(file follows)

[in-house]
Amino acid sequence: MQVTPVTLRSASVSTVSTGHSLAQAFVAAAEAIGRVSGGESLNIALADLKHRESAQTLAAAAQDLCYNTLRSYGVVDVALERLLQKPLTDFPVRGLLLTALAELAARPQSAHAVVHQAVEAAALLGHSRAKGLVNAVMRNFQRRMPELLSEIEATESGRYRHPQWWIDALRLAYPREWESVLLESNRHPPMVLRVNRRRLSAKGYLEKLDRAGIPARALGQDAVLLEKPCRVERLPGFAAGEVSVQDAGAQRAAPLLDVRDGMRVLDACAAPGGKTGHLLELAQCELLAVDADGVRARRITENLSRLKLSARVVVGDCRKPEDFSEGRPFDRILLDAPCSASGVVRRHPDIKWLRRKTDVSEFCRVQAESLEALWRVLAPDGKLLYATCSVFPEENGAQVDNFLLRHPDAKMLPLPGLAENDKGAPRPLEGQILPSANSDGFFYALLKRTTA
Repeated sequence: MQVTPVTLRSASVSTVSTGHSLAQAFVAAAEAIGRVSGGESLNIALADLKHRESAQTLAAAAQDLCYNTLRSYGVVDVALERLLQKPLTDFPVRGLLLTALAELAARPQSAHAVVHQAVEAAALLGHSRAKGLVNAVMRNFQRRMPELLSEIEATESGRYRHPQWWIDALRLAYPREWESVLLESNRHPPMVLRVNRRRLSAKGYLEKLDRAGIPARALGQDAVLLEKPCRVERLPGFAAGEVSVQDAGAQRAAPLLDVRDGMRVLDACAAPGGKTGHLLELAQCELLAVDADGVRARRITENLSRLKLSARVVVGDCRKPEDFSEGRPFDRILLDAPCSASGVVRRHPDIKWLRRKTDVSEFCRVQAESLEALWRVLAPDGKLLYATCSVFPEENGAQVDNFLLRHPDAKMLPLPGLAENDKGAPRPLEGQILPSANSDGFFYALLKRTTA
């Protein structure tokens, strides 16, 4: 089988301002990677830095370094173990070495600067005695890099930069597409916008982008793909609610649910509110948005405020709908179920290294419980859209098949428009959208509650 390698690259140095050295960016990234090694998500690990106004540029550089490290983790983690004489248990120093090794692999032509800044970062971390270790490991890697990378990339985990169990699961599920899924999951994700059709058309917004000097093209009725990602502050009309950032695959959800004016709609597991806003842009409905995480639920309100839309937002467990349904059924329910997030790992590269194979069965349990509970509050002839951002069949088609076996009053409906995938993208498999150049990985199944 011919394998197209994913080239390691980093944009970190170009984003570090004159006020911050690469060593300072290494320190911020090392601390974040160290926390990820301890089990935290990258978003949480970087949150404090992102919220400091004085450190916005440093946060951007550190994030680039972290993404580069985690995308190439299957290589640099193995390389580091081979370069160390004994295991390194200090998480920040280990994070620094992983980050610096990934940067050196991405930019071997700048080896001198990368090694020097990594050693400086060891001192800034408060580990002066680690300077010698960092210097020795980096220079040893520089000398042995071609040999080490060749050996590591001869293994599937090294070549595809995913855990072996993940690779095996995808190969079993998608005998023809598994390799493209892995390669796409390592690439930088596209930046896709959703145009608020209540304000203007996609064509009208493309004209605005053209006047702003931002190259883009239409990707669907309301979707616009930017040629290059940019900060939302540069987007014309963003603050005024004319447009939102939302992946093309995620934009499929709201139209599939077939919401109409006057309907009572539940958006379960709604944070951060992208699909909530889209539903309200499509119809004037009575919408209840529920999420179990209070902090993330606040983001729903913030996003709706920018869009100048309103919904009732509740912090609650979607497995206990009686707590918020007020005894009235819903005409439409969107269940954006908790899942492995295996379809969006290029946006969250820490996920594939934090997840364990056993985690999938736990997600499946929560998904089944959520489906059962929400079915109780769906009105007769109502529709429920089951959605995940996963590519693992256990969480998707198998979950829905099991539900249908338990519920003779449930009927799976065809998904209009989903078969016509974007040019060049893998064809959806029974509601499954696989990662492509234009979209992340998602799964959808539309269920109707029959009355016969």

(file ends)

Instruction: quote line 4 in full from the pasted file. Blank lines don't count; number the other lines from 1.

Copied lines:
């Protein structure tokens, strides 16, 4: 089988301002990677830095370094173990070495600067005695890099930069597409916008982008793909609610649910509110948005405020709908179920290294419980859209098949428009959208509650 390698690259140095050295960016990234090694998500690990106004540029550089490290983790983690004489248990120093090794692999032509800044970062971390270790490991890697990378990339985990169990699961599920899924999951994700059709058309917004000097093209009725990602502050009309950032695959959800004016709609597991806003842009409905995480639920309100839309937002467990349904059924329910997030790992590269194979069965349990509970509050002839951002069949088609076996009053409906995938993208498999150049990985199944 011919394998197209994913080239390691980093944009970190170009984003570090004159006020911050690469060593300072290494320190911020090392601390974040160290926390990820301890089990935290990258978003949480970087949150404090992102919220400091004085450190916005440093946060951007550190994030680039972290993404580069985690995308190439299957290589640099193995390389580091081979370069160390004994295991390194200090998480920040280990994070620094992983980050610096990934940067050196991405930019071997700048080896001198990368090694020097990594050693400086060891001192800034408060580990002066680690300077010698960092210097020795980096220079040893520089000398042995071609040999080490060749050996590591001869293994599937090294070549595809995913855990072996993940690779095996995808190969079993998608005998023809598994390799493209892995390669796409390592690439930088596209930046896709959703145009608020209540304000203007996609064509009208493309004209605005053209006047702003931002190259883009239409990707669907309301979707616009930017040629290059940019900060939302540069987007014309963003603050005024004319447009939102939302992946093309995620934009499929709201139209599939077939919401109409006057309907009572539940958006379960709604944070951060992208699909909530889209539903309200499509119809004037009575919408209840529920999420179990209070902090993330606040983001729903913030996003709706920018869009100048309103919904009732509740912090609650979607497995206990009686707590918020007020005894009235819903005409439409969107269940954006908790899942492995295996379809969006290029946006969250820490996920594939934090997840364990056993985690999938736990997600499946929560998904089944959520489906059962929400079915109780769906009105007769109502529709429920089951959605995940996963590519693992256990969480998707198998979950829905099991539900249908338990519920003779449930009927799976065809998904209009989903078969016509974007040019060049893998064809959806029974509601499954696989990662492509234009979209992340998602799964959808539309269920109707029959009355016969």